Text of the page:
I lined up towards the right hand side, ensuring I was around some of the athletes I hoped to stick with during the swim. The first light of the day was barely coming through, at which point the cannon fired and the race began. The field seemed to line out quite quickly, which perhaps wasn't surprising given the high quality of some of the swimmers in the race. A few gaps formed and I found myself in a small group with two other athletes. With the lake perfectly still, swim conditions were ideal. Nevertheless, I found it very difficult to find a rhythm and struggled with timing my breathing. I tucked in behind the other two swimmers, but regularly found myself mistiming breaths and swallowing water. The pace seemed to be decent and after we hit the turnaround point I could see another small group not too far ahead. As we approached the final 500m the pace seemed to increase slightly and we caught the group ahead with 200m to go. A 50:06 swim split had me out of the water with five other athletes, which was a solid start to the day.
Once we hit dry land I was feeling pretty ropey and the 400m run to T1 seemed to take an eternity. A lot of the guys ran pretty hard and I lost a fair amount of time at this stage. I was quick through the change tent and clawed back some time, but found myself behind the guys I'd swum with.
Right out of the gate the pace was high and I felt unable to match it. I saw athletes move further into the distance and tried to remind myself that it was a long day ahead. Within 10km I had already lost over a minute – a trend that continued for the remainder of the ride. The weather for the first 45km to the turnaround at Reporoa was very cool, with light rain and temperatures around 14 degrees. My power was fairly low and despite every effort, I just couldn't seem to hit that next gear. At the 45km point the gap to the front was approximately 8 minutes and I was just outside the top-10. After 60km of feeling low, I tried to draw on previous difficulties in races. Going through rough patches is part of Ironman racing and I promised myself that things would come good. It took a long time - close to 100km - but I was finally able to increase the effort a little. 35km later at the turnaround point my wave of energy had crashed. I made it to 170km before things took a turn for the worse. For the first time in training or racing, I started hyperventilating and was unable to control my breathing. This came completely out of the blue and I wasn't entirely sure how to deal with the situation. I eased up and tried to take deep breaths through my nose and out my mouth, which seemed to help. My breathing was back to normal for the final few kms of the ride and I hoped that would be my last experience of it. A 4:52:23 bike split gave up far more time to the leaders than I anticipated (now 14 minutes behind the front) but I was confident in my ability to run well.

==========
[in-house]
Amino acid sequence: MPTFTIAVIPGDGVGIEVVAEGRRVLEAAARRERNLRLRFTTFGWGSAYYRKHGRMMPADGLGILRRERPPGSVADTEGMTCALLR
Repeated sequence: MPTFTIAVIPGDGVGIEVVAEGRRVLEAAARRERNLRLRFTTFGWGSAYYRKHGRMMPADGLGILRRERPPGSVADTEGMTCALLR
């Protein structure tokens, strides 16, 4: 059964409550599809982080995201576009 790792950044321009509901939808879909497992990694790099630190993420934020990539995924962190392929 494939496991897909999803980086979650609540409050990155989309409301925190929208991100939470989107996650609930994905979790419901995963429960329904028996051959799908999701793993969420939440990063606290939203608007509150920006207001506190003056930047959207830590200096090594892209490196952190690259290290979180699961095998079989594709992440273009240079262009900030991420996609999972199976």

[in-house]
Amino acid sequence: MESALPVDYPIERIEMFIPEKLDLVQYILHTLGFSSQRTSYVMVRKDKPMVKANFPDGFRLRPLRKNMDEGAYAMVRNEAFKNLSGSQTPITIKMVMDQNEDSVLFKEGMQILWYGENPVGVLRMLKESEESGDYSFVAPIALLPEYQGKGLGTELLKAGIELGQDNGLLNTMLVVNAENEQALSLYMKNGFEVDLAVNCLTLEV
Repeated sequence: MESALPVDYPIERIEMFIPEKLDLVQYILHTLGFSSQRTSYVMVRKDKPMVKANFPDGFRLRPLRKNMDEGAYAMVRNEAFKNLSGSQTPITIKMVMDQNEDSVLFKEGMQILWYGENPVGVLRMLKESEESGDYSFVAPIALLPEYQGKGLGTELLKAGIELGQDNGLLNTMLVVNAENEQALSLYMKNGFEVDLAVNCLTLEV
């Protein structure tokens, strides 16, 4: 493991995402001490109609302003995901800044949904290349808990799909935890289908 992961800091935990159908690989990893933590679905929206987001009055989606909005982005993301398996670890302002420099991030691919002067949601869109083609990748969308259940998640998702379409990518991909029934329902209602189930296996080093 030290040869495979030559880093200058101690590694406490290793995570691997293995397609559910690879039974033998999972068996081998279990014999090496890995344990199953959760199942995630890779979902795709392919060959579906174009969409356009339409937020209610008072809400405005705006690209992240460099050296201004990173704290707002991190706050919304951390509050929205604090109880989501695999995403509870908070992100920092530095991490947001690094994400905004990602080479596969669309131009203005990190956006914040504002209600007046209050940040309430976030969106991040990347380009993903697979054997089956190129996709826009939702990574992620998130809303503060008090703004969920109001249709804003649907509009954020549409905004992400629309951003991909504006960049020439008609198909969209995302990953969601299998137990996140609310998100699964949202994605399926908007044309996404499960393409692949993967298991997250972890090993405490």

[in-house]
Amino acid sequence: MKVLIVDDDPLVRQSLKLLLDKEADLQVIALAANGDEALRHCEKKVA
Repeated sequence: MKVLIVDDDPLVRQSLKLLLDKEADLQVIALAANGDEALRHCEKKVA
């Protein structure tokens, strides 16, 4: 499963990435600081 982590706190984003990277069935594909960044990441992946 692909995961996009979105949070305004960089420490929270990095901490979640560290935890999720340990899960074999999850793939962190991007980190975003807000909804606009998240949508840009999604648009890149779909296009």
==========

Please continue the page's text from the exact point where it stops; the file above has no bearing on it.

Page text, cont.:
Right out of T2 my breaths were short and laboured and I wasn't even moving quickly. Within the first km I was hyperventilating again – it felt as if my throat was closing up and I just couldn't get enough air in. I slowed to a walk and tried to get my breathing under control and calm myself down. I got going again, this time at jogging pace, but I just couldn't stop the short breaths. It wasn't long before I had to stop. I was just one mile into the run and the performance I'd envisaged for so long had passed me by. My day was over. I walked for a while, my mind racing with a million different thoughts, none of which were positive. I sat on the side of the road for a while and looked over the lake – never before had I felt such a feeling of failure.
A kind gentleman offered to drive me back into town, where I handed my timing chip in. The disappointment was like nothing I'd ever experienced in racing before. Going into the race with high expectations, it was a humbling experience for the day to end like it did. I was well prepared, but on the day I wasn't capable of getting myself through the race. The decision to pull out wasn't what I found difficult to take, it was the nature of the withdrawal. Even now I still can't pinpoint the cause of my difficulties on the day, which is extremely frustrating.
My emotions immediately following the race were very raw and my disappointment wasn't just for myself, but for everyone who believed in me and hoped and expected me to perform. I've been extremely fortunate to have the universal support of all of my sponsors following the race, as well as friends and family who have consoled me and reminded me that failures are a part of racing. To have such a great people around me made the days following the race far easier and I'm now trying to focus ahead rather than dwell on whats been. After some of my best performances I've said that nothing is a greater test of your character than an Ironman – I believe the same is true when the performance is poor. There's no sugarcoating it - this is the worst result and racing experience I've had, but as I've been reminded, what matters now is the next race.